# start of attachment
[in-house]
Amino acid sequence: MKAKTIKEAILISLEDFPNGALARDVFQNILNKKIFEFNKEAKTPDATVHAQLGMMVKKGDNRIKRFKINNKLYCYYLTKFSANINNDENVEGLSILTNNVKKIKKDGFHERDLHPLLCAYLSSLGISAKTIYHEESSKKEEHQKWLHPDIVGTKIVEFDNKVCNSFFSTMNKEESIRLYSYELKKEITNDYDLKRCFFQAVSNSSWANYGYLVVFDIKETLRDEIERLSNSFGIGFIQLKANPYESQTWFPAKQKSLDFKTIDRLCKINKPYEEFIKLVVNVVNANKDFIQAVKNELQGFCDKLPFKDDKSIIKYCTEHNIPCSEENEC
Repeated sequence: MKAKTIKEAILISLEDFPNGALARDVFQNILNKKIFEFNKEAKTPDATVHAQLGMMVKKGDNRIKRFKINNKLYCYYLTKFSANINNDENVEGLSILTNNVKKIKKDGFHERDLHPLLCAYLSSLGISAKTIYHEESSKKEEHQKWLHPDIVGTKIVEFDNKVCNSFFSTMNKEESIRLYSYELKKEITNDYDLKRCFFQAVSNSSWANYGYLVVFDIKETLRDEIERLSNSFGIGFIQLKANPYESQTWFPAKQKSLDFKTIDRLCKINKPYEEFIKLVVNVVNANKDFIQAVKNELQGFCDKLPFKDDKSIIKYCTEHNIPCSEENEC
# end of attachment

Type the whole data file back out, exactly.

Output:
[in-house]
Amino acid sequence: MKAKTIKEAILISLEDFPNGALARDVFQNILNKKIFEFNKEAKTPDATVHAQLGMMVKKGDNRIKRFKINNKLYCYYLTKFSANINNDENVEGLSILTNNVKKIKKDGFHERDLHPLLCAYLSSLGISAKTIYHEESSKKEEHQKWLHPDIVGTKIVEFDNKVCNSFFSTMNKEESIRLYSYELKKEITNDYDLKRCFFQAVSNSSWANYGYLVVFDIKETLRDEIERLSNSFGIGFIQLKANPYESQTWFPAKQKSLDFKTIDRLCKINKPYEEFIKLVVNVVNANKDFIQAVKNELQGFCDKLPFKDDKSIIKYCTEHNIPCSEENEC
Repeated sequence: MKAKTIKEAILISLEDFPNGALARDVFQNILNKKIFEFNKEAKTPDATVHAQLGMMVKKGDNRIKRFKINNKLYCYYLTKFSANINNDENVEGLSILTNNVKKIKKDGFHERDLHPLLCAYLSSLGISAKTIYHEESSKKEEHQKWLHPDIVGTKIVEFDNKVCNSFFSTMNKEESIRLYSYELKKEITNDYDLKRCFFQAVSNSSWANYGYLVVFDIKETLRDEIERLSNSFGIGFIQLKANPYESQTWFPAKQKSLDFKTIDRLCKINKPYEEFIKLVVNVVNANKDFIQAVKNELQGFCDKLPFKDDKSIIKYCTEHNIPCSEENEC